Harris’ border role faces new scrutiny after report of likely historic surge in unaccompanied children

Last March, President Biden announced the appointment of Vice President Kamala Harris to lead his administration’s efforts to address a surge of migrants at the U.S.-Mexico border.

Republicans were quick to jump on the decision and said Harris did not have the experience needed to successfully carry out the assignment. The criticism has continued for months. On Monday, Nikki Haley, the former U.N. ambassador, tweeted that the vice president should be fired from her role.

“She has failed to secure the border and has emboldened cartels. We need real leadership,” Haley tweeted.


A report from the Associated Press released Monday night raised new concerns about the crisis unfolding at the border just over four months since Harris’ appointment.

The A.P., citing a U.S. official with preliminary government numbers, reported that authorities in the U.S. likely picked up more unaccompanied minors at the border than ever before in July. The number of people who traveled in families also probably hit its second-highest number ever in the month.

David Shahoulian, the assistant secretary for border and immigration policy at the Department of Homeland Security, told the A.P. that U.S. authorities likely picked up more than 19,000 unaccompanied children in the month. The number of people encountered in families is expected to be about 80,000—which was just short of the all-time high in May 2019 when 88,857.

Overall, U.S. authorities stopped migrants about 210,000 times at the border in July, up from 188,829 in June and the highest in 20 years. Shahoulian called the Rio Grande Valley and Del Rio sectors in south Texas the most active in the country. He said the Rio Grande Valley sector is the “epicenter of the current surge.”

DHS and U.S. Customs and Border Protection did not immediately respond to an after-hours email from Fox News.

The A.P. said government disclosures came in a court filing hours after immigrant advocacy groups resumed a legal battle to end the government’s authority to expel families at the border on grounds it prevents the spread of the coronavirus. The final count for July border arrests isn’t expected for several days, but preliminary numbers are usually pretty close.

The border issue has been a tense topic in Washington. Democrats blame the Trump administration for the surge, and Republicans accuse Harris of apparent mismanagement. Her office did not immediately respond to an after-hours email from Fox News seeking comment.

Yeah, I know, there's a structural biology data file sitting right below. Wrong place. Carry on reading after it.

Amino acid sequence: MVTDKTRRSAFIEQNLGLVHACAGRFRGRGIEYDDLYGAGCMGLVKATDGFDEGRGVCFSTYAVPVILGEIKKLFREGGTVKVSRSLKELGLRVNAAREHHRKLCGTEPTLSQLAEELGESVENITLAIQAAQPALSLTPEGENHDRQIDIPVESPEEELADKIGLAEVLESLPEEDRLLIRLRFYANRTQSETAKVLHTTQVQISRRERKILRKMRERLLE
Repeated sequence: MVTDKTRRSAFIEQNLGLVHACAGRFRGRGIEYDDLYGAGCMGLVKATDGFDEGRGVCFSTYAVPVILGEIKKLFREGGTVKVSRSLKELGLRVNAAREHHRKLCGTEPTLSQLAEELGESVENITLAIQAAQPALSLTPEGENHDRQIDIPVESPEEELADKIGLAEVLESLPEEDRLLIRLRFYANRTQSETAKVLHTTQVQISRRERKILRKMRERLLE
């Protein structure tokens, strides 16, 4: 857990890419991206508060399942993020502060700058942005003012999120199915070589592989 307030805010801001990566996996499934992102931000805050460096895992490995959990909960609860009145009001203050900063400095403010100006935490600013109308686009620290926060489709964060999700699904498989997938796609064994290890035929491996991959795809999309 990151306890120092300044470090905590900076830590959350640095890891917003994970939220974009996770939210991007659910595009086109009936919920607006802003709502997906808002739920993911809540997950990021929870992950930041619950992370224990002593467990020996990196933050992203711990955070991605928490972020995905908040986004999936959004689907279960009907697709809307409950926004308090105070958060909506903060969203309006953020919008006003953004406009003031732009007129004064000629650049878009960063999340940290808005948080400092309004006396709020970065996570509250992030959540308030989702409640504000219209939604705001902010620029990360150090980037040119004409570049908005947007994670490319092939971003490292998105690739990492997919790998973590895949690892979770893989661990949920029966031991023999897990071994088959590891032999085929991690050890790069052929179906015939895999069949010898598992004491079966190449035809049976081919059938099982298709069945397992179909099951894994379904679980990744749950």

Harris visited El Paso in June—nearly 100 days after being tapped for the role—and said the administration was “making extreme progress” regarding the surge. The White House and Harris have insisted that her role is to get to the root cause of the issue and work with countries where many migrants are fleeing.

“Because as I’ve long said, I said back in March I was going to come to the border, so this is not a new plan,” she said at the time. “But the reality of it is we have to deal with the causes, and we have to deal with the effects.”

“And being in Guatemala, and being in Mexico talking with Mexico as a partner frankly on the issue, was about addressing the causes and coming to the border at the advice and invitation of [Rep. Veronica Escobar] is about looking at the effects of what we have seen happening in Central America,” she said.

Sen. Ted Cruz, R-Texas, took to Twitter on Monday to criticize Biden and Harris for the continuing crisis.

“Hundreds of thousands of illegal aliens, thousands of pounds of dangerous drugs including fentanyl, and terrorists are flooding across the border due to Biden and Harris’ open borders. And what’s Joe Biden doing today? Speaking at a DNC fundraiser #BidenBorderCrisis,” he tweeted.

Former Acting ICE Director Ron Vitiello reacted Monday to calls from critics, including Sen. Lindsey Graham, R-S.C., to remove Harris from her role.

“There’s clearly no interest at the White House level, including the Vice President, to fix this problem,” he said.

The Associated Press contributed to this report

Tyson Houlding
Tyson Houlding is a 28-year-old associate at a law firm who enjoys walking, writing, and learning new languages. He is creative and bright, but can also be very unfriendly and a bit lazy.He is an Australian Christian who defines himself as straight. He has a post-graduate degree in law.